Travelog IV || The Wave
We've got a golden ticket to Mars! WhooHoo!
Ever imagine what it feels like to be on Mars? You can imagine being there by being at the Wave. The Wave is a red flowing sandstone rock formation located within the Vermillion Cliffs National Monument near the Utah-Arizona border. Even before you can consider riding the Wave, you'll need to apply for a permit...four months in advanced (and cross your fingers for good luck).
The permit process goes like this:
You put your name into a lottery system with a non-refundable $5 with your prefer dates; only 20 people are allowed at the site per day, 10 are issued online and 10 are issued as walk-in permits. The success rate of being chosen for the Wave depends on the amount of applicants. If you enter the online lottery, attempting to obtain a permit for April-June and September-November, the odds were about 4 to 5% for 2013. For other months (off-season), the odds vary from 8% (August) to 25% (January). My friend and I entered the lottery back in April at the same time in order to better our chances. I didn't win but my friend did, and I was lucky enough to be invited for the ride.
When preparing for the Wave, you'll need to take into account of the possible harsh desert heat and dry condition. I had to be over-prepared for this hike since Cooper was going to take part on this lucky adventure with me (dogs are allowed). The well-being and safety of my dog are the most important priorities. Our permit was for August 26 (Saturday), which nears the end of summer and the weather can get up to +100°F by noon. There were a lot of prepping and planning in order to survive the Wave round trip. The plan was to start the hike before sunrise and back to the car before noon (when it gets to +100°F).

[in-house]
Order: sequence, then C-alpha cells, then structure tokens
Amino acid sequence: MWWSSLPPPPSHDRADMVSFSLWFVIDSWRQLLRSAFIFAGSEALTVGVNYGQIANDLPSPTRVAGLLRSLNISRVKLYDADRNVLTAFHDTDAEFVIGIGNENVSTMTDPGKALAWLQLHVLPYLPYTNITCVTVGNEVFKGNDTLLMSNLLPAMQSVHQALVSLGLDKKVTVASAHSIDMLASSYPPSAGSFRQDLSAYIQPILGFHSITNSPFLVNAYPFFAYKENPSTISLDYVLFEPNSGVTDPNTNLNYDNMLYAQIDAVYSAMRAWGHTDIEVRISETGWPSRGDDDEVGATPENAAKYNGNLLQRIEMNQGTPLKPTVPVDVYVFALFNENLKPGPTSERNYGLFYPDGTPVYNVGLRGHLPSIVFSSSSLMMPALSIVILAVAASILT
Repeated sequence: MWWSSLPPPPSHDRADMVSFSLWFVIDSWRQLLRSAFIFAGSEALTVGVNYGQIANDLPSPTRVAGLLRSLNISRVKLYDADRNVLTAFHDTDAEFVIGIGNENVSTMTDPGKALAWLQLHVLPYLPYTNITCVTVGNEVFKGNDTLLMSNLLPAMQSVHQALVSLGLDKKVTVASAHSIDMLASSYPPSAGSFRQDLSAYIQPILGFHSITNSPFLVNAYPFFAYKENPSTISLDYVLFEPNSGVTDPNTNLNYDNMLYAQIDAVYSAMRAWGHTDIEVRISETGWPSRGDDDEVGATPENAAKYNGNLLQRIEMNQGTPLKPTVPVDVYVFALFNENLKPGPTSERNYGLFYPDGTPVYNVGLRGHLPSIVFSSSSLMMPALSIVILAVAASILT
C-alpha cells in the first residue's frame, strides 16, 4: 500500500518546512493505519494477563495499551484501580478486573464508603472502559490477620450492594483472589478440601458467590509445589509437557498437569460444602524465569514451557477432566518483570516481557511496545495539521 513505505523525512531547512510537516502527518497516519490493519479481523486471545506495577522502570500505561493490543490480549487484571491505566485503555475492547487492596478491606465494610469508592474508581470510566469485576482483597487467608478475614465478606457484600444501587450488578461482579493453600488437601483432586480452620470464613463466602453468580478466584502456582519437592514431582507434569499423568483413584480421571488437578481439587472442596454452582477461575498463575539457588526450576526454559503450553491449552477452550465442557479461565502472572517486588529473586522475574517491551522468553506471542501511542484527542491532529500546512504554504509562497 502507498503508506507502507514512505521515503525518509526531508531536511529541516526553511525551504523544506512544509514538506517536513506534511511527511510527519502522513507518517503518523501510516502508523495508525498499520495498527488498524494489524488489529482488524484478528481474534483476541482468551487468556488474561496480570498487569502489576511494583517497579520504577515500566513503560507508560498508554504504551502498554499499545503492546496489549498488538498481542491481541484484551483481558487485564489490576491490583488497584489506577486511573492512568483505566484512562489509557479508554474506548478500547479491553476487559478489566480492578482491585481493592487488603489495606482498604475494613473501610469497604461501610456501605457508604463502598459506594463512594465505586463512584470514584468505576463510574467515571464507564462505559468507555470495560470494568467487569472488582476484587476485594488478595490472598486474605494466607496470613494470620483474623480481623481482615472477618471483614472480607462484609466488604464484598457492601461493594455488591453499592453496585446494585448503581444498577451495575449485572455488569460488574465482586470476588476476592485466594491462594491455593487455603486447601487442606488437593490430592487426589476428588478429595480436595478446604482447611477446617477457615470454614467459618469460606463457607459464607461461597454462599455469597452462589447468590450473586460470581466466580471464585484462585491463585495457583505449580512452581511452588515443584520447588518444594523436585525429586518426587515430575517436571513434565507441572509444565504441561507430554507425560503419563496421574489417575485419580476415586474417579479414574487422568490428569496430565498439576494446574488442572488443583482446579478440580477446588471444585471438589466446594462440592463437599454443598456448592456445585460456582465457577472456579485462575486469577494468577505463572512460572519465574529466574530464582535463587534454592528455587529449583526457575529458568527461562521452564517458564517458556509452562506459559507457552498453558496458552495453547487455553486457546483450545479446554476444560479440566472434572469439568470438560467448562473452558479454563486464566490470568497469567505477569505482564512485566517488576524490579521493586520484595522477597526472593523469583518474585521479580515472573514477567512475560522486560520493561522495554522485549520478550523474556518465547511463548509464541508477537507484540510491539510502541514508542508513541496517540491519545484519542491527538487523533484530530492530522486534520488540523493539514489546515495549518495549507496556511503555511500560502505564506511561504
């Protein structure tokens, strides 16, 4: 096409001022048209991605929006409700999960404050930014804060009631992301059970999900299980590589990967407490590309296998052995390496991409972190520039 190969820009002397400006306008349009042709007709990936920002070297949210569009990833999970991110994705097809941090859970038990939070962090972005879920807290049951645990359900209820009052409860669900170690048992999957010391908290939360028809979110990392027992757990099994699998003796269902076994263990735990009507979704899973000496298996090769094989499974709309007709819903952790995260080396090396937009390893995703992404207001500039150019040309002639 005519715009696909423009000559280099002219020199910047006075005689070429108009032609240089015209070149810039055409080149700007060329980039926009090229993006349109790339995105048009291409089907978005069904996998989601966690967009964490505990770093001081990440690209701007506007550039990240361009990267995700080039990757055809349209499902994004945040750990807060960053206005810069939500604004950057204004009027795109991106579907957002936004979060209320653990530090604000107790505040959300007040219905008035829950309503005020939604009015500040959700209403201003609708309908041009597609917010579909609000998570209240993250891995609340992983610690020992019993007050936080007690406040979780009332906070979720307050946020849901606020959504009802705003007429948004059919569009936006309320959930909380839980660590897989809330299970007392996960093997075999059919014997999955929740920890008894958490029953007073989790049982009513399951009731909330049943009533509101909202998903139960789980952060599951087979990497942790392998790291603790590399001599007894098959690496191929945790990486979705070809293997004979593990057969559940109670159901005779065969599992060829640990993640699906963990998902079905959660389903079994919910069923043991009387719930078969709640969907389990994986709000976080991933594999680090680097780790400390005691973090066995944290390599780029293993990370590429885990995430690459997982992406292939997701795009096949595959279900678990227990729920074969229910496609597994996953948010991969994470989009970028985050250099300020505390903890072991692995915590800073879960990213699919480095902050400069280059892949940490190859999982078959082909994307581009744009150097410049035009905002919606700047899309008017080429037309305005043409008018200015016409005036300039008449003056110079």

What we packed:
Tips: Each person should carry at least 1 gallon of water for the hike. If you're bringing a dog, carry an extra 1 L of water. Having a cooling vest for your dog will immensely help them survive the journey with ease, also bring dog shoes in case the sand/rocks get too hot.
I traveled to Kanab with 4 friends and 3 dogs (2 shibas and 1 corgi). We rented a car for the weekend and book hotels in Kanab. On the day of the Wave, we all woke up in the middle of the night at 2:00 AM and checked out of our Rodeway Inn room at 3:30 AM. The drive to the Wave's parking lot was only an hour away so we made it there at 4:30 AM, where everything was still pitch black. We were all blanketed under the starry night sky and turned on our portable lanterns to begin our journey to the Wave.
The entire round-trip hike can be from 5 miles to 8 miles, depending on the path you take to get to the Wave. The start of the trail from the parking lot was mostly flat and wide, big enough for two lanes of cars to drive by. But once we made it to the beginning of the Wire Pass Trailhead, the trail got narrow.
The terrain started off with mostly red sand and shrubbery desert plants, there was a clear path that we were able to follow. Once we reached the end of the sandy trail (1 mile in), we came across a row of dunes. This was when we needed to rely on notable landmarks in order to get a sense direction of where we needed to go. When we obtained the permit, we were given a map of the trail with landmark images to help guide us. There are no distinct trails that leads you directly to the Wave. Truth be told, the map wasn't as useful as a downloaded Google map trail of the Wave, especially when you're navigating without any sunlight in the desert wilderness.
Tip: Download the above Google Map to your phone prior to hiking in order to navigate the general direction to the Wave. Chances are, you might get lost even with the map and directions that they gave you.